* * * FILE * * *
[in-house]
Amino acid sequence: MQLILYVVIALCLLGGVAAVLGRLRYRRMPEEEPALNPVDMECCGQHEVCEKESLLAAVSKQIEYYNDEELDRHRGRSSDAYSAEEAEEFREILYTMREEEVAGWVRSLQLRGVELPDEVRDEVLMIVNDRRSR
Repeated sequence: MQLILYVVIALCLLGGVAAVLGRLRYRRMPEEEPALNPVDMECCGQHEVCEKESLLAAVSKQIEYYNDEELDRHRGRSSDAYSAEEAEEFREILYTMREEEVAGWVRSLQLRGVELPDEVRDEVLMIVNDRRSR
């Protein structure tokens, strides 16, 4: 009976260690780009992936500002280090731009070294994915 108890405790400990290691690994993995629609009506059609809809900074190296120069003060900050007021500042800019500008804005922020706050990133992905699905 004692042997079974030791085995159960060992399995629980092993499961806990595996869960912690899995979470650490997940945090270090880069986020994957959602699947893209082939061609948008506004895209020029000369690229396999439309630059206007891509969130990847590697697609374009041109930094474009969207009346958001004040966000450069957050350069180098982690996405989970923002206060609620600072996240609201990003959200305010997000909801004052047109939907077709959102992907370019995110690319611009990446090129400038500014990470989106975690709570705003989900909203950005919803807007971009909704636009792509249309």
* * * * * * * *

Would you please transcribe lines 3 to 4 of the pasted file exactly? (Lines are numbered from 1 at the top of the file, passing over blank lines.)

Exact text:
Repeated sequence: MQLILYVVIALCLLGGVAAVLGRLRYRRMPEEEPALNPVDMECCGQHEVCEKESLLAAVSKQIEYYNDEELDRHRGRSSDAYSAEEAEEFREILYTMREEEVAGWVRSLQLRGVELPDEVRDEVLMIVNDRRSR
């Protein structure tokens, strides 16, 4: 009976260690780009992936500002280090731009070294994915 108890405790400990290691690994993995629609009506059609809809900074190296120069003060900050007021500042800019500008804005922020706050990133992905699905 004692042997079974030791085995159960060992399995629980092993499961806990595996869960912690899995979470650490997940945090270090880069986020994957959602699947893209082939061609948008506004895209020029000369690229396999439309630059206007891509969130990847590697697609374009041109930094474009969207009346958001004040966000450069957050350069180098982690996405989970923002206060609620600072996240609201990003959200305010997000909801004052047109939907077709959102992907370019995110690319611009990446090129400038500014990470989106975690709570705003989900909203950005919803807007971009909704636009792509249309």